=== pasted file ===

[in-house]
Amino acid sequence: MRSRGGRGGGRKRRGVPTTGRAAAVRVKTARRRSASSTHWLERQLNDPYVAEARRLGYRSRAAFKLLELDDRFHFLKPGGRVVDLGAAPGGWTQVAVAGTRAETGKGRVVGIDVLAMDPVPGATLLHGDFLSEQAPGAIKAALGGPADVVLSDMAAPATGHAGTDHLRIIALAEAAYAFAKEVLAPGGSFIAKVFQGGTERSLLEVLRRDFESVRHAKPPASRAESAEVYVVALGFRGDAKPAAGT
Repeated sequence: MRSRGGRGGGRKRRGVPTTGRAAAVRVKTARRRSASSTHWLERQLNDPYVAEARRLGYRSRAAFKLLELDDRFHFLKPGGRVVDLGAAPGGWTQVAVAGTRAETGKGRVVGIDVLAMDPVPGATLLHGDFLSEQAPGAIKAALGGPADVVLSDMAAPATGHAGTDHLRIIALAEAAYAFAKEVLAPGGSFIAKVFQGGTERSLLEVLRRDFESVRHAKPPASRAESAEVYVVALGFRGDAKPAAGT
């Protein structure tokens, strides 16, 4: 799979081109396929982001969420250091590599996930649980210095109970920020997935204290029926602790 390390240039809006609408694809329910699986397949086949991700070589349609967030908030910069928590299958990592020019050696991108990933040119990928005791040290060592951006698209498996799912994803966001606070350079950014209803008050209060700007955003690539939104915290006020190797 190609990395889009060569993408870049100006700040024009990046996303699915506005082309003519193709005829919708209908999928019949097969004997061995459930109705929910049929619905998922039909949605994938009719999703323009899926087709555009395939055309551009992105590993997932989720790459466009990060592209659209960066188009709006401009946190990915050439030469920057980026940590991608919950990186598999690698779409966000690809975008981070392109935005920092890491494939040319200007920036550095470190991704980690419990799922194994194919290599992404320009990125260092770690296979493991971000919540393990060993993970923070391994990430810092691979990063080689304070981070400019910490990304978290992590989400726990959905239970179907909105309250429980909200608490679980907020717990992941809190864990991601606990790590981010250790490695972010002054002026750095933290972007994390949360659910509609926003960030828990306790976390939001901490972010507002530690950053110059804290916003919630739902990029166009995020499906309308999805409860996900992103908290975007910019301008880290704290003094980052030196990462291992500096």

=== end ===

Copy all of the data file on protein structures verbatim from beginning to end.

[in-house]
Amino acid sequence: MRSRGGRGGGRKRRGVPTTGRAAAVRVKTARRRSASSTHWLERQLNDPYVAEARRLGYRSRAAFKLLELDDRFHFLKPGGRVVDLGAAPGGWTQVAVAGTRAETGKGRVVGIDVLAMDPVPGATLLHGDFLSEQAPGAIKAALGGPADVVLSDMAAPATGHAGTDHLRIIALAEAAYAFAKEVLAPGGSFIAKVFQGGTERSLLEVLRRDFESVRHAKPPASRAESAEVYVVALGFRGDAKPAAGT
Repeated sequence: MRSRGGRGGGRKRRGVPTTGRAAAVRVKTARRRSASSTHWLERQLNDPYVAEARRLGYRSRAAFKLLELDDRFHFLKPGGRVVDLGAAPGGWTQVAVAGTRAETGKGRVVGIDVLAMDPVPGATLLHGDFLSEQAPGAIKAALGGPADVVLSDMAAPATGHAGTDHLRIIALAEAAYAFAKEVLAPGGSFIAKVFQGGTERSLLEVLRRDFESVRHAKPPASRAESAEVYVVALGFRGDAKPAAGT
């Protein structure tokens, strides 16, 4: 799979081109396929982001969420250091590599996930649980210095109970920020997935204290029926602790 390390240039809006609408694809329910699986397949086949991700070589349609967030908030910069928590299958990592020019050696991108990933040119990928005791040290060592951006698209498996799912994803966001606070350079950014209803008050209060700007955003690539939104915290006020190797 190609990395889009060569993408870049100006700040024009990046996303699915506005082309003519193709005829919708209908999928019949097969004997061995459930109705929910049929619905998922039909949605994938009719999703323009899926087709555009395939055309551009992105590993997932989720790459466009990060592209659209960066188009709006401009946190990915050439030469920057980026940590991608919950990186598999690698779409966000690809975008981070392109935005920092890491494939040319200007920036550095470190991704980690419990799922194994194919290599992404320009990125260092770690296979493991971000919540393990060993993970923070391994990430810092691979990063080689304070981070400019910490990304978290992590989400726990959905239970179907909105309250429980909200608490679980907020717990992941809190864990991601606990790590981010250790490695972010002054002026750095933290972007994390949360659910509609926003960030828990306790976390939001901490972010507002530690950053110059804290916003919630739902990029166009995020499906309308999805409860996900992103908290975007910019301008880290704290003094980052030196990462291992500096």